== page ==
Three playlets by Taiwanese and Thai students made for an entertaining and insightful evening. Photo/ Chatchadaphan Sangangam
Three playlets by Taiwanese and Thai students made for an entertaining and insightful evening. Photo/ Chatchadaphan Sangangam

On the level

Art September 17, 2018 01:00

By Pawit Mahasarinand
Special to The Nation

9,713 Viewed

A new Taiwan-Thailand drama school collaboration is as delectable as pineapple tarts



ONE OF the joys of attending a student theatre work – when it’s not the typical graduation project for which many of the aspiring artists have to do what their professors prescribe to get good grades –is that we can feel the energy, creativity and artistic freedom. Of course, we don’t usually know what we’re going to get when it’s a new work, but that’s part of the excitement too. 

Taipei National University of the Arts’ (TNUA) School of Theatre Arts and Chulalongkorn University’s Department of Dramatic Arts have been members of the Asia Pacific Bond of Theatre Schools (APB) for almost a decade – their respective country’s sole representative. 

Three playlets by Taiwanese and Thai students made for an entertaining and insightful evening./Photo: Chatchadaphan Sangangam

At last year’s APB festival, their students got along well and consequently their professors paid visits to each other’s campus and the two institutions finally signed an MoU. And so this year on their way to the APB festival in Yogyakarta, the Taiwanese theatre students made a week-long stopover in Thailand capital to create a new work “Level with Me” with their Thai friends. Last Wednesday and Thursday at Sodsai Pantoomkomol Centre for Dramatic Arts, the audience was treated to the result, along with the former’s “Being, Beside a Burning Sun” and the latter’s “Pathway in the Darkness” – the same triple bill they presented yesterday in Indonesia. 

“Being, Beside a Burning Sun”: Photo/ Chatchadaphan Sangangam

Staged by TNUA student Chiu-Jung Chen, “Being” started with an audience participation part in which an actor came up to the audience stand and asked a few audiences about Taiwan. Juxtaposing this with songs and physical movements, the piece turned from light-hearted to solemn, with props used as symbols to express their thoughts, subtly yet effectively, on Taiwan’s relationship with not only “the burning sun” across the sea but also the world. A devised theatre performance in which all the actors seemed to have a similar amount of input, “Pathway” reminded us what else was happening when 12 boys and their football coach were being rescued from a Chiang Rai cave. For example, a Northeastern Thai luk thung dancer lost her soldier husband in one of the daily bombings in Southern Thailand. As a satirical drama, it was both hilarious and poignant, although they forgot to mention how much of Thai taxpayers’ money was spent on this global mission.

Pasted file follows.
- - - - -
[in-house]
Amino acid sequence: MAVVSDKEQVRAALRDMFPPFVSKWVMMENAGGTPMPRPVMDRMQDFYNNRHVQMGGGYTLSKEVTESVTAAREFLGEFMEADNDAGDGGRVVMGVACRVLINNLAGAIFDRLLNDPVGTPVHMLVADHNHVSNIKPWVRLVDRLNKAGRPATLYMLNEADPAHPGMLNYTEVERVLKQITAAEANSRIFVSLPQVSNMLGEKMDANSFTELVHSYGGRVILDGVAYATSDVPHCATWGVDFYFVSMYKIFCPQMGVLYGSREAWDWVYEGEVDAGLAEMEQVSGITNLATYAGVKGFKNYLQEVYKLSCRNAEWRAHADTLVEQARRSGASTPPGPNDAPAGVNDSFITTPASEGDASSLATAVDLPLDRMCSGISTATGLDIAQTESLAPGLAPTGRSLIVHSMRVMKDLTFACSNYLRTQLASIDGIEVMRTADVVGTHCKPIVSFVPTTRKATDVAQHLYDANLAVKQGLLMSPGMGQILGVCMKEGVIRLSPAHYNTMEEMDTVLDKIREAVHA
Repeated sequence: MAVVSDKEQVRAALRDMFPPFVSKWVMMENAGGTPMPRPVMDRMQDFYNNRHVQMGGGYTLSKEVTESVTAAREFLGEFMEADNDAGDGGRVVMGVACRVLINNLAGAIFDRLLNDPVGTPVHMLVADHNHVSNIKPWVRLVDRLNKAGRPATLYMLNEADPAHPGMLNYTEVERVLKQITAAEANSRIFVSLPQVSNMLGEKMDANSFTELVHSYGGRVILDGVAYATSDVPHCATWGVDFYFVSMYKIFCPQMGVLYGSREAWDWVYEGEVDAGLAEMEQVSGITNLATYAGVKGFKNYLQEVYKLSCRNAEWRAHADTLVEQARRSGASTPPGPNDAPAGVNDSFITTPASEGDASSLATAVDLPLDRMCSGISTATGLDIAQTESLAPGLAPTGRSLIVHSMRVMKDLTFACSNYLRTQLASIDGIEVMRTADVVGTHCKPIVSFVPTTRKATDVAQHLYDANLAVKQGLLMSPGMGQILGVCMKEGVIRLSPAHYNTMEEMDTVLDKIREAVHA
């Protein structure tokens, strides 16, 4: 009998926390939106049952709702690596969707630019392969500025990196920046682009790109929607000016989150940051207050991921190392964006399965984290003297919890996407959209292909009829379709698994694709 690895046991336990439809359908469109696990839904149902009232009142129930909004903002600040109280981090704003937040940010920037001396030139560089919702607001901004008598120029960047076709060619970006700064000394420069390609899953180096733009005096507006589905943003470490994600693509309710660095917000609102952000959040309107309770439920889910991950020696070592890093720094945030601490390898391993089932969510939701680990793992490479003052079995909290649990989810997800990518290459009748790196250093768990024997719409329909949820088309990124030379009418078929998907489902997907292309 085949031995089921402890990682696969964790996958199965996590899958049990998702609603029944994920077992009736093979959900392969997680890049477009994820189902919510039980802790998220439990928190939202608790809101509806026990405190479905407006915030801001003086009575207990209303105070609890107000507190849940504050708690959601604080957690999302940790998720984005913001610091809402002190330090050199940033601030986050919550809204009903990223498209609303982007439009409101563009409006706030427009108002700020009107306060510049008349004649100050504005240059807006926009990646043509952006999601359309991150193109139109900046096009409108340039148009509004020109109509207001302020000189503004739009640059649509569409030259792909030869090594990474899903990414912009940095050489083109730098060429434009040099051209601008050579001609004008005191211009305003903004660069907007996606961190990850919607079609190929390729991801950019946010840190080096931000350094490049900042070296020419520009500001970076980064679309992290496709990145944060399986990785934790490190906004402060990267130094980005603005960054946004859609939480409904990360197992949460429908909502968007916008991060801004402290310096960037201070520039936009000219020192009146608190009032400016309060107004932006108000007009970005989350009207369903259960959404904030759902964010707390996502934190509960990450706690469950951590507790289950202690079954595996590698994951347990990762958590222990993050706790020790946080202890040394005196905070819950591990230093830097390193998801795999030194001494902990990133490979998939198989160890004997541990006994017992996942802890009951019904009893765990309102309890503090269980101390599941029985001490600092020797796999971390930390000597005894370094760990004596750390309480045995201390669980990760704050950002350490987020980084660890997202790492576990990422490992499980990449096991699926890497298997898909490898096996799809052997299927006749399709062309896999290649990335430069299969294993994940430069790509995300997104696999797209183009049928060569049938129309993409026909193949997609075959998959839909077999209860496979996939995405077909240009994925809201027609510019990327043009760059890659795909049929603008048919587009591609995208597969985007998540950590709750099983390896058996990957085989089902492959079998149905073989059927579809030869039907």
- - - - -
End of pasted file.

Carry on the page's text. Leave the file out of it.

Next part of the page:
“Pathway in the Darkness”: Photo/ Chatchadaphan Sangangam

The format, with both spoken English words and physical movements, of the evening’s highlight “Level with Me”, allowed the students to voice their opinions on various contemporary conflicts and issues in their countries and a few members of the audience did so too. With only seven days of rehearsal, the students formed a strong ensemble and when each had a moment to shine, individual characters came out. And that’s thanks of course to their three advisers, theatre directing professors Ling-Ling Chen, Zu-Ling Hong and Bhanbhassa Dhubthien. 

 “Level with Me” : Photo/ Chatchadaphan Sangangam

The afternoon before the show I found myself facing many problems at work yet for almost 90 minutes, this triple bill made me completely forget them. It wasn’t pure escapism though – otherwise I would have watched a Hollywood film instead. Rather, it was an opportunity to see and hear what our young people, the next generation of professional artists, are concerned with and how they’re using what they’ve been studying to express these thoughts. And of course for this Taiwan-Thailand collaboration, it proves that both of our countries have a lot in common as well as many differences and that the ongoing artistic and cultural exchanges and collaborations should persist, notwithstanding the political and diplomatic counterparts. 

And this is despite the fact that one grumpy old critic wondered if it were possible for the international festival audience to see a performance from Taiwan without a China reference, and one from Thailand without traditional dance and rituals.

 

NEXT STOP, TAIPEI

"Level with Me” will be part of the annual Kuandu Arts Festival, performing at TNUA’s Experimental Theatre on October 11 and 12 at 8pm. 

It’s in Chinese and Thai, with English surtitles.

Tickets are NTD 600 (Bt 635). For more details and reservation, visit www.Kdaf.tnua.edu.tw.